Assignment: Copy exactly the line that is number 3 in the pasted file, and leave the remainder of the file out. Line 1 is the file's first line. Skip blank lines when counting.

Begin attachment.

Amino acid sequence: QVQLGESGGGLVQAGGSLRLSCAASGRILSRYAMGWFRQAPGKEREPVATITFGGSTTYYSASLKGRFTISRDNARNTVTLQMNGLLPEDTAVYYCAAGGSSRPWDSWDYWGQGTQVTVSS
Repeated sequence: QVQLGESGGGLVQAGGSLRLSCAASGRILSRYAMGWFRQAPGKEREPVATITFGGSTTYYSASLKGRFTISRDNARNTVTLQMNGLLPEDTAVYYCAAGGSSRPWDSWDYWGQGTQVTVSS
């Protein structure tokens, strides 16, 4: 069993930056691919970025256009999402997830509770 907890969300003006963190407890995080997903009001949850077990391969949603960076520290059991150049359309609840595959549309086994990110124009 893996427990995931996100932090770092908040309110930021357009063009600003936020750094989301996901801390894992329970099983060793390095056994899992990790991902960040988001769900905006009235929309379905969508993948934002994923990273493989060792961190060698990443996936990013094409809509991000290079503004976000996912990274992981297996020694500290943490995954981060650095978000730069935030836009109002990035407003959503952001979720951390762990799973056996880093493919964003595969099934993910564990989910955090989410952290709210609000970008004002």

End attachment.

């Protein structure tokens, strides 16, 4: 069993930056691919970025256009999402997830509770 907890969300003006963190407890995080997903009001949850077990391969949603960076520290059991150049359309609840595959549309086994990110124009 893996427990995931996100932090770092908040309110930021357009063009600003936020750094989301996901801390894992329970099983060793390095056994899992990790991902960040988001769900905006009235929309379905969508993948934002994923990273493989060792961190060698990443996936990013094409809509991000290079503004976000996912990274992981297996020694500290943490995954981060650095978000730069935030836009109002990035407003959503952001979720951390762990799973056996880093493919964003595969099934993910564990989910955090989410952290709210609000970008004002």